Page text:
Being in a sorority is so much more than greek letters, boys and parties. Watching movies change the way people see us is one of the hardest things about being involved. Since joining and branding myself (kidding, my god) I have had the best time of my life and here are just a few of the reasons why.
Thank you, for leaving me.
Thank you, for leaving me when I was little.
Thank you, for not putting me through the pain of watching you leave.
Thank you, for leaving me with the best mother a daughter could ask for.
I no longer resent you. I no longer feel anger towards you. I wondered for so long who I was. I thought that because I didn't know half of my blood that I was somehow missing something. I thought that who you were defined me. I was wrong. I am my own person. I am strong and capable and you have nothing to do with that. So thank you for leaving me.
In my most vulnerable of times, I struggled with the fact that you didn't want me. You could have watched me grow into the person that I have become, but you didn't. You had a choice to be in my life. I thought that the fact that my own father didn't want me spoke to my own worth. I was wrong. I am so worthy. I am deserving, and you have nothing to do with that. So thank you for leaving me.
You have missed so much. From my first dance to my first day of college, and you'll continue to miss everything. You won't see me graduate, you won't walk me down the aisle, and you won't get to see me follow my dreams. You'll never get that back, but I don't care anymore. What I have been through, and the struggles that I have faced have brought me to where I am today, and I can't complain. I go to a beautiful school, I have the best of friends, I have an amazing family, and that's all I really need.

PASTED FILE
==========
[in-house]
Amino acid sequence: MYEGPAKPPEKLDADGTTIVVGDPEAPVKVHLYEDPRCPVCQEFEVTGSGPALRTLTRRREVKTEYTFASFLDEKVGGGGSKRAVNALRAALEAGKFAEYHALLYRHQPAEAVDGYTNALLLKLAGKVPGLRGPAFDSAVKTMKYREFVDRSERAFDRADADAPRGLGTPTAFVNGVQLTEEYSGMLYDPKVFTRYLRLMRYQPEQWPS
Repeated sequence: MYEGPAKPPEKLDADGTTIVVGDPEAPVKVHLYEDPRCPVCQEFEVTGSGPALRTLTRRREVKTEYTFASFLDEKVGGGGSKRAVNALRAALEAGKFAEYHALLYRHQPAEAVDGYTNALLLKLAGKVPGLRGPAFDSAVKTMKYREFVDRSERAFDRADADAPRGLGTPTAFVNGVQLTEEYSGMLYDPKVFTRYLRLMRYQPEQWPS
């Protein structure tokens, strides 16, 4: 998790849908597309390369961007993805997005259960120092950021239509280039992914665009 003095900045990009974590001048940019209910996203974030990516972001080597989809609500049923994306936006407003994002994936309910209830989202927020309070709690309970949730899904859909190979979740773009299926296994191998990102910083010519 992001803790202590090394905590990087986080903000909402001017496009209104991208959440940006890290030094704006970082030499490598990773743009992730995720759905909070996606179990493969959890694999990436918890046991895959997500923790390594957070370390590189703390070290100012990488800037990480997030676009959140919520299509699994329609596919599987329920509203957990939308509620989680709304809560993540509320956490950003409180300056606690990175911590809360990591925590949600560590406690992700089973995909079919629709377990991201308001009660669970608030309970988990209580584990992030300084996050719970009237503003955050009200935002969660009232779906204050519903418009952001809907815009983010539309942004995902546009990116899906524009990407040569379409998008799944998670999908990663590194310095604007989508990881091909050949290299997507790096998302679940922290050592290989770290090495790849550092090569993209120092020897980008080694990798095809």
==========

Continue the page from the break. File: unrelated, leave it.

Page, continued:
Whoever you are, I hope you read this. I hope you understand that you have missed out on one of the best opportunities in your life. I could've been your daughter. I could have been your little girl. Now I am neither, nor will I ever be.
So thank you for leaving me because I am happy. I understand my self-worth, and I understand that you don't define me. You have made me stronger. You have helped make me who I am without even knowing it.
So, thank you for leaving me.
When I was applying for college, I was concerned with supplemental essays, SAT scores, scholarship applications and letters of recommendation. I never took a moment to stop and wonder "What happens once I get in?"
Finally, the fateful day arrived where I made my college decision. I bought a sweatshirt from the George Washington University store. My mom decorated my High School locker with our colors. And most importantly, I sighed a breath of relief imagining how refreshing it was going to be to ride out the rest of my senior year without the stress of college deadlines weighing on my shoulders.
Unfortunately, that blissful serenity was cut short when I joined a Facebook group of admitted students, where profiles of smiling teenagers flashed on my screen accompanied with the fateful "I'm looking for a roommate."
A roommate. I obviously knew that I needed a roommate. It was common sense, yet for some reason, I had failed to consider the logistics of finding a roommate until that moment.